Education for a Connected World - Natterhub

Education for a Connected World

Education for a Connected World
What is Education for a Connected World?

The publication of new guidelines from the government, and how they affect the curriculum, can be daunting for teachers and school leaders. But don't fear, Natterhub is here, with our simple overview of the Education for a Connected World framework and how it can help support online safety in your school.

Education for a Connected World is a framework designed to equip children and young people for digital life. It supports one of the key aims of the government's Internet Safety Strategy - to support children online and help teachers develop strategies for understanding and managing the risks. 

The framework describes the digital knowledge and skills that children and young people should develop at different stages of their lives. It outlines what children should know about current online technology, how it affects behaviour and development, and what skills they need it in order to use it safely. You can view the full Education for a Connected World framework - 2020 Edition, here.


The framework covers 8 key strands of online education:

Self-image & identity - online and offline identity; self-awareness; media influence in propagating stereotypes; the impact of online technologies on self-image and behaviour; and routes for reporting inappropriate behaviour.

Online relationships - how technology shapes communication; strategies for positive relationships online; consent and harmful behaviours; and how positive online interaction can empower and amplify voice.

Online reputation - how others may use online information to make judgements; strategies to manage personal digital content; and creating effective positive profiles.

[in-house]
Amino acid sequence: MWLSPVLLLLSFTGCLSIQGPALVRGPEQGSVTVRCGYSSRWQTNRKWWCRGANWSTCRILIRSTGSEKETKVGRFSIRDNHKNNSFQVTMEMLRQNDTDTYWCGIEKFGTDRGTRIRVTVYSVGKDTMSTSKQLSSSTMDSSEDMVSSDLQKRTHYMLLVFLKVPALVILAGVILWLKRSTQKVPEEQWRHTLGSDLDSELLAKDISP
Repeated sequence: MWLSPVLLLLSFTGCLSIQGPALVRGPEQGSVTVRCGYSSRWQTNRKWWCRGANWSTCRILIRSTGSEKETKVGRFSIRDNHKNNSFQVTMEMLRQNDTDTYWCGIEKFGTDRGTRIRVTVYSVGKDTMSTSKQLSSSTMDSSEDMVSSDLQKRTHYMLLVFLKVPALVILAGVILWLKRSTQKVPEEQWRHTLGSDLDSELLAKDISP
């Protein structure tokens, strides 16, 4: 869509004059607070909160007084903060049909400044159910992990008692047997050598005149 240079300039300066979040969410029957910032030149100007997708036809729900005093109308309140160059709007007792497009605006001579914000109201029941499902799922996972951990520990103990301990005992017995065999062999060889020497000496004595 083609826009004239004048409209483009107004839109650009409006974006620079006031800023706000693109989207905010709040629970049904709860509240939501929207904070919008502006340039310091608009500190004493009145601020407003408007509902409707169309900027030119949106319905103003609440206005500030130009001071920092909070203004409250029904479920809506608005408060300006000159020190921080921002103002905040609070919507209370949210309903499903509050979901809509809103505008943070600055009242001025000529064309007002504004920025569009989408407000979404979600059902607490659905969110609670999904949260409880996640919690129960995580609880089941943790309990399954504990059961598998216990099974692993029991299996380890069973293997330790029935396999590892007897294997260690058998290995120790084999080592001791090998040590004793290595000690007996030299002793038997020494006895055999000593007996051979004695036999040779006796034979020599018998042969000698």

Online bullying - online aggression and how technology impacts those issues; strategies for effective reporting; and how bullying relates to legislation.

Managing online information - how online information is found, viewed and interpreted; strategies for effective searching and evaluation; recognising risks and managing challenges; threats to physical and online safety; and ethical publishing.

Health, well-being and lifestyle - impact of technology on health, well-being and lifestyle; understanding negative behaviours and issues caused by technology; and strategies for dealing with them.

Privacy & security - how personal online information can be used, stored, processed and shared; strategies to protect privacy, data and systems.

Copyright and ownership - ownership of online content; strategies for protecting personal content; crediting the rights of others; and consequences of illegal access, download and distribution.


Who created Education for a Connected World? 

First published in 2018 and updated in 2020, The Education for a Connected World framework was developed by the UK Council for Internet Safety (UKCIS). This is part of the Department for Digital, Culture, Media & Sport, the Department for Education and the Home Office. Guided by the government’s Internet Safety Strategy, UKCIS is a collaborative forum which allows the government, the tech community and the third sector to work together to ensure the UK is the safest place in the world to be online.